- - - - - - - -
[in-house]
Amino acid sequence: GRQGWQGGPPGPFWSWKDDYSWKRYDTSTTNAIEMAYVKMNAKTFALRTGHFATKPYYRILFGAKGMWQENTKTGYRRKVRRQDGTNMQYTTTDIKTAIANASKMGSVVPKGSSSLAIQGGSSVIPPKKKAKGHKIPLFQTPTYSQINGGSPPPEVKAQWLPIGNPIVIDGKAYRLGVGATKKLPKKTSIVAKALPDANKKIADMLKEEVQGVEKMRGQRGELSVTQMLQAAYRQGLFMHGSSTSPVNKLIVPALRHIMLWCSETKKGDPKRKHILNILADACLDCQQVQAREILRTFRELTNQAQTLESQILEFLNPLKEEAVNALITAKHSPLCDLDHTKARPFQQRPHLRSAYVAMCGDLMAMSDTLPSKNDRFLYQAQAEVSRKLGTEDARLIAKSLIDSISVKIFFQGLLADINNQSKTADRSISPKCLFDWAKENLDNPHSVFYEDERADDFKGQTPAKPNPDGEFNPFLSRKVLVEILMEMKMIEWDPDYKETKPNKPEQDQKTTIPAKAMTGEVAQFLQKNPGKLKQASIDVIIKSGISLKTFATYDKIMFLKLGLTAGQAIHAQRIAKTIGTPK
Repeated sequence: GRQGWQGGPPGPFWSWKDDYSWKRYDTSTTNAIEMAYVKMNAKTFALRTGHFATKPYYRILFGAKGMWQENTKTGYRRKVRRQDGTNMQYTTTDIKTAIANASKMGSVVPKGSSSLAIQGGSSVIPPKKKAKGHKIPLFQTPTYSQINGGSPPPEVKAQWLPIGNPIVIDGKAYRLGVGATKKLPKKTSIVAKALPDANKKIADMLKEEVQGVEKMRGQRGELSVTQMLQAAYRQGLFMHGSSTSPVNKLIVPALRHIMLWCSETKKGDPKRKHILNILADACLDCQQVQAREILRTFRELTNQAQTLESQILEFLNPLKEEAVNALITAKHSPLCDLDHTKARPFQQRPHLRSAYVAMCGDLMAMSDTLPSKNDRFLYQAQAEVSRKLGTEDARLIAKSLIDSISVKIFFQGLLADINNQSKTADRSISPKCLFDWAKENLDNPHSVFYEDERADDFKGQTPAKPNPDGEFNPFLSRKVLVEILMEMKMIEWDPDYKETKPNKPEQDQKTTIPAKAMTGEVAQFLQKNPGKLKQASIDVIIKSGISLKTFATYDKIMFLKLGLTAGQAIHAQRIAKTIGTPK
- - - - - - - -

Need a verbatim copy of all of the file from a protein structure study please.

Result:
[in-house]
Amino acid sequence: GRQGWQGGPPGPFWSWKDDYSWKRYDTSTTNAIEMAYVKMNAKTFALRTGHFATKPYYRILFGAKGMWQENTKTGYRRKVRRQDGTNMQYTTTDIKTAIANASKMGSVVPKGSSSLAIQGGSSVIPPKKKAKGHKIPLFQTPTYSQINGGSPPPEVKAQWLPIGNPIVIDGKAYRLGVGATKKLPKKTSIVAKALPDANKKIADMLKEEVQGVEKMRGQRGELSVTQMLQAAYRQGLFMHGSSTSPVNKLIVPALRHIMLWCSETKKGDPKRKHILNILADACLDCQQVQAREILRTFRELTNQAQTLESQILEFLNPLKEEAVNALITAKHSPLCDLDHTKARPFQQRPHLRSAYVAMCGDLMAMSDTLPSKNDRFLYQAQAEVSRKLGTEDARLIAKSLIDSISVKIFFQGLLADINNQSKTADRSISPKCLFDWAKENLDNPHSVFYEDERADDFKGQTPAKPNPDGEFNPFLSRKVLVEILMEMKMIEWDPDYKETKPNKPEQDQKTTIPAKAMTGEVAQFLQKNPGKLKQASIDVIIKSGISLKTFATYDKIMFLKLGLTAGQAIHAQRIAKTIGTPK
Repeated sequence: GRQGWQGGPPGPFWSWKDDYSWKRYDTSTTNAIEMAYVKMNAKTFALRTGHFATKPYYRILFGAKGMWQENTKTGYRRKVRRQDGTNMQYTTTDIKTAIANASKMGSVVPKGSSSLAIQGGSSVIPPKKKAKGHKIPLFQTPTYSQINGGSPPPEVKAQWLPIGNPIVIDGKAYRLGVGATKKLPKKTSIVAKALPDANKKIADMLKEEVQGVEKMRGQRGELSVTQMLQAAYRQGLFMHGSSTSPVNKLIVPALRHIMLWCSETKKGDPKRKHILNILADACLDCQQVQAREILRTFRELTNQAQTLESQILEFLNPLKEEAVNALITAKHSPLCDLDHTKARPFQQRPHLRSAYVAMCGDLMAMSDTLPSKNDRFLYQAQAEVSRKLGTEDARLIAKSLIDSISVKIFFQGLLADINNQSKTADRSISPKCLFDWAKENLDNPHSVFYEDERADDFKGQTPAKPNPDGEFNPFLSRKVLVEILMEMKMIEWDPDYKETKPNKPEQDQKTTIPAKAMTGEVAQFLQKNPGKLKQASIDVIIKSGISLKTFATYDKIMFLKLGLTAGQAIHAQRIAKTIGTPK